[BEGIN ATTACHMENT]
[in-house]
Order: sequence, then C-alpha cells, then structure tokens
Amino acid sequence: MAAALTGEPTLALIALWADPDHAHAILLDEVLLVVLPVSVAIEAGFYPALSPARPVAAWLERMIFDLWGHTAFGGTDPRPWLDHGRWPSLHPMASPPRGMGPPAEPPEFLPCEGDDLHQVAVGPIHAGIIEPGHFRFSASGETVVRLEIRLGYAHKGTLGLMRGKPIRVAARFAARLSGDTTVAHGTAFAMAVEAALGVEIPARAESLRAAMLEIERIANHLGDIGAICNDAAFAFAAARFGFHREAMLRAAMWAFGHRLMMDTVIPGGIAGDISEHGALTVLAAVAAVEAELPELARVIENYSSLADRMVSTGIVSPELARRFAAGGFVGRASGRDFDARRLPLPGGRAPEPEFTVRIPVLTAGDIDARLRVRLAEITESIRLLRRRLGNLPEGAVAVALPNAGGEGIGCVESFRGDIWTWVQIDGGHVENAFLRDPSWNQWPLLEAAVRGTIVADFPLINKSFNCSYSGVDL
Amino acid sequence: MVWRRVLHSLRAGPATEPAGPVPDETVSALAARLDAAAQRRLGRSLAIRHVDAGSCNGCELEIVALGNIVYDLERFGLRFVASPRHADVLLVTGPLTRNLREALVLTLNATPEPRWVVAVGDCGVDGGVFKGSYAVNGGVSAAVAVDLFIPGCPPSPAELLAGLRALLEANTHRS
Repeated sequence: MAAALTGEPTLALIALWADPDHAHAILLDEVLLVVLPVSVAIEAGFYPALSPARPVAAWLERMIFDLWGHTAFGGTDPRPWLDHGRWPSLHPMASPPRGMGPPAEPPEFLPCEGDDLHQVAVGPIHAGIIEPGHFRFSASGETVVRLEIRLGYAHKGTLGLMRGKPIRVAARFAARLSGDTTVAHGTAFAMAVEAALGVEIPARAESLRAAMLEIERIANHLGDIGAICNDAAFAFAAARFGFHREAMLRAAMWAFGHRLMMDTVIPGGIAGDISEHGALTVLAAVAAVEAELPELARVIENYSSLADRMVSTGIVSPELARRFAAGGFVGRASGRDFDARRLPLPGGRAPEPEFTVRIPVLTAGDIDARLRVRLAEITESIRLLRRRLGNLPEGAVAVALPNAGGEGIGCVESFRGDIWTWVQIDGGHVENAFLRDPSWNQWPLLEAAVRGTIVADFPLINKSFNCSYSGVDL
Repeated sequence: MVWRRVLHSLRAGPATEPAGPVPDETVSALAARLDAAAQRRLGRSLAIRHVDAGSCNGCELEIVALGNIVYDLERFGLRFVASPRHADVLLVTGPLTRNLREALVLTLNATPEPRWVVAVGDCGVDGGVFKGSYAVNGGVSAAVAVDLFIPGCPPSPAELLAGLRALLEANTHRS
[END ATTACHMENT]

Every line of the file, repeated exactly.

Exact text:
[in-house]
Order: sequence, then C-alpha cells, then structure tokens
Amino acid sequence: MAAALTGEPTLALIALWADPDHAHAILLDEVLLVVLPVSVAIEAGFYPALSPARPVAAWLERMIFDLWGHTAFGGTDPRPWLDHGRWPSLHPMASPPRGMGPPAEPPEFLPCEGDDLHQVAVGPIHAGIIEPGHFRFSASGETVVRLEIRLGYAHKGTLGLMRGKPIRVAARFAARLSGDTTVAHGTAFAMAVEAALGVEIPARAESLRAAMLEIERIANHLGDIGAICNDAAFAFAAARFGFHREAMLRAAMWAFGHRLMMDTVIPGGIAGDISEHGALTVLAAVAAVEAELPELARVIENYSSLADRMVSTGIVSPELARRFAAGGFVGRASGRDFDARRLPLPGGRAPEPEFTVRIPVLTAGDIDARLRVRLAEITESIRLLRRRLGNLPEGAVAVALPNAGGEGIGCVESFRGDIWTWVQIDGGHVENAFLRDPSWNQWPLLEAAVRGTIVADFPLINKSFNCSYSGVDL
Amino acid sequence: MVWRRVLHSLRAGPATEPAGPVPDETVSALAARLDAAAQRRLGRSLAIRHVDAGSCNGCELEIVALGNIVYDLERFGLRFVASPRHADVLLVTGPLTRNLREALVLTLNATPEPRWVVAVGDCGVDGGVFKGSYAVNGGVSAAVAVDLFIPGCPPSPAELLAGLRALLEANTHRS
Repeated sequence: MAAALTGEPTLALIALWADPDHAHAILLDEVLLVVLPVSVAIEAGFYPALSPARPVAAWLERMIFDLWGHTAFGGTDPRPWLDHGRWPSLHPMASPPRGMGPPAEPPEFLPCEGDDLHQVAVGPIHAGIIEPGHFRFSASGETVVRLEIRLGYAHKGTLGLMRGKPIRVAARFAARLSGDTTVAHGTAFAMAVEAALGVEIPARAESLRAAMLEIERIANHLGDIGAICNDAAFAFAAARFGFHREAMLRAAMWAFGHRLMMDTVIPGGIAGDISEHGALTVLAAVAAVEAELPELARVIENYSSLADRMVSTGIVSPELARRFAAGGFVGRASGRDFDARRLPLPGGRAPEPEFTVRIPVLTAGDIDARLRVRLAEITESIRLLRRRLGNLPEGAVAVALPNAGGEGIGCVESFRGDIWTWVQIDGGHVENAFLRDPSWNQWPLLEAAVRGTIVADFPLINKSFNCSYSGVDL
Repeated sequence: MVWRRVLHSLRAGPATEPAGPVPDETVSALAARLDAAAQRRLGRSLAIRHVDAGSCNGCELEIVALGNIVYDLERFGLRFVASPRHADVLLVTGPLTRNLREALVLTLNATPEPRWVVAVGDCGVDGGVFKGSYAVNGGVSAAVAVDLFIPGCPPSPAELLAGLRALLEANTHRS